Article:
ii) Endospermic or albuminous: Endosperm grows vigorously and is not exhausted by the developing embryo cotyledons are thin here Examples: Seed of wheat, barley, castor, poppy etc

Importance of seeds

  • Evolutionary achievement: Seed is an evolutionary achievement. It provides protection to embryo
  • Seeds colonise in new areas and spread its species because of dispersal  Seeds has sufficient food reserve that nourishes the germinating embryo
  • Being products of sexual reproduction, seeds have number of variation and variation helps in adaptation to varied environment.
  • Germination and sowing of seeds by human gave rise to agriculture and it helped in development of civilization, science and technology.

Seed viability

  • It is the period of time for which the seeds retain the ability to germinate. Seed viability is determined genetically as well as environmentally.
  • Environmental conditions which can alter viability are humidity and temperature.
  • Genetically seed viability ranges from a few days ( e.g. oxalis) one season ( e.g. Birch), 2-5 years ( most crop plants) to 100 years ( e.g. Trifolium ). Seed viability has been found out to be more than 1000 years in Lotus. 2000 years old seeds of Phoenix dactylifera excavated from king Herod’s palace near Dead sea have been found viable. Similarly 10,000 year old seeds of Lupins arcticus ( Lupine) excavated from Arctic Tundra not only germinated but also produced plants that flowered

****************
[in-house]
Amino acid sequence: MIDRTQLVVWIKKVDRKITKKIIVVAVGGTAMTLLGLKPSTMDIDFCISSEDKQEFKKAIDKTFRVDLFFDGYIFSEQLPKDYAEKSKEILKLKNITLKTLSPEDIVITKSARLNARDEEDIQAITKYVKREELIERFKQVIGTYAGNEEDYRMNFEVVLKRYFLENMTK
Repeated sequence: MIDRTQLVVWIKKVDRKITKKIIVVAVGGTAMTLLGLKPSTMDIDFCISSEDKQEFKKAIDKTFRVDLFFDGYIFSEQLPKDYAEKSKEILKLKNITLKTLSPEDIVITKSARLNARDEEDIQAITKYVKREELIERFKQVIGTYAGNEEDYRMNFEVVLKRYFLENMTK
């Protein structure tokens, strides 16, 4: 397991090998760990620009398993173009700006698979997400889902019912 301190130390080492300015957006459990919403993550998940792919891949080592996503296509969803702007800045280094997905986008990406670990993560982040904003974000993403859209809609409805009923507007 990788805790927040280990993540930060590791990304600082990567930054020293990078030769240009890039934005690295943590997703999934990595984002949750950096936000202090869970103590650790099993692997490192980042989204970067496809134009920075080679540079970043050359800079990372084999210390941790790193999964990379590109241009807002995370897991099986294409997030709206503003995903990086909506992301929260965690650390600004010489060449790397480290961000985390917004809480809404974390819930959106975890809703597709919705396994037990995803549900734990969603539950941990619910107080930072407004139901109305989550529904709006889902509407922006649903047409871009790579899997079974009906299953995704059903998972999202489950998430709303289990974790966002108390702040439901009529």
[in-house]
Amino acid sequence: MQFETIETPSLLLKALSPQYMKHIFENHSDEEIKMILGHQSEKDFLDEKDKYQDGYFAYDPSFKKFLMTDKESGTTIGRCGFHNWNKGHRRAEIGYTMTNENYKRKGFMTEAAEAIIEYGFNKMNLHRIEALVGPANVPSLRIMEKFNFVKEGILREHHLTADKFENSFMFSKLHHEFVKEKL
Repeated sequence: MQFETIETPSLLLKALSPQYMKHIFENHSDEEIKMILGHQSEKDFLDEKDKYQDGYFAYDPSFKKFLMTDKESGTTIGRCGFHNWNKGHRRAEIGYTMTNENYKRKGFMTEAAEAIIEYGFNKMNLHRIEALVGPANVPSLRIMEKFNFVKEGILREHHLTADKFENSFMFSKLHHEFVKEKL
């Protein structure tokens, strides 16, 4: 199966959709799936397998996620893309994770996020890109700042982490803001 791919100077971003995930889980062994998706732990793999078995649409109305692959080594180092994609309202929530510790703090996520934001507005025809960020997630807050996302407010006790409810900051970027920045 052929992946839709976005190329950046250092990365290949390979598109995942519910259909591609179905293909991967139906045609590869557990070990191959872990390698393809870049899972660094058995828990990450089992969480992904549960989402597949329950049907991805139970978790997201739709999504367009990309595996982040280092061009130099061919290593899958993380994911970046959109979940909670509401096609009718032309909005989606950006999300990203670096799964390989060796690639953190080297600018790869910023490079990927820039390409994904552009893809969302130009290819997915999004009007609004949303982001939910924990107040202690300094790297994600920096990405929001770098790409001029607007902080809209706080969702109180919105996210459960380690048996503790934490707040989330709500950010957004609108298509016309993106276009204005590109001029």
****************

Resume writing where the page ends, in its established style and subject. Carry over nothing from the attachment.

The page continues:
• Viability of the seed is tested by its

(a) respiration

(b) germination

  • Respiring seed turns colourless triphenyl tetrazolium chloride into pink tripheyl formazan
i) Apomixis [Gk . apo – without ,mixis – moarriage; Winklwr 1908 ]
  • It is the formation of new individuals by asexual methods which mimic sexual reproduction including seed formation but do not involve fusion of gametes or sex cells.
  • Normal type of sexual reproduction having two regular features, i.e. meiosis and fertilization, is called amphimixis.
  • The organism reproducing through apomixes is called apomicts. Apomixis is controlled by gene and individual; are genetically similar to the parent producing i.e. are clone and members of a clone are called ramets.

It occurs by following methods:

a) It is mode of apomixis in which seeds are formed but are asexual in nature as the embryo develops directly without    gametic fusion.

b) The term sporophytic budding is used if embryo develops adventitiously from diploid cells of nucellus or integument, e.g. mango, orange, opuntia, onion.

ii) Parthogenogenesis [Gk. Parthenos – virgin; genesis – descent, Owen 1848 ]
  •  It is the development of a new individual from a single gamete without fusion with another gamete.
  • Depending upon the ploidy of the gametes, there are two types of gametes, there are two types of parthenogenesis – haploid and diploid
  • In haploid parthenogenesis, the embryo sac and its egg are haploid
  • In diploid parthenogenesis, the embryo sac as its contained egg is diploid. It undergoes parthenogenesis and forms diploid embryo. Diploid parthenogenesis is generally accompanied by failure of meiosis during megasporogenesis as well as direct formation of embryo sac from a nucellar cell, e.g. Poa, apple, rubus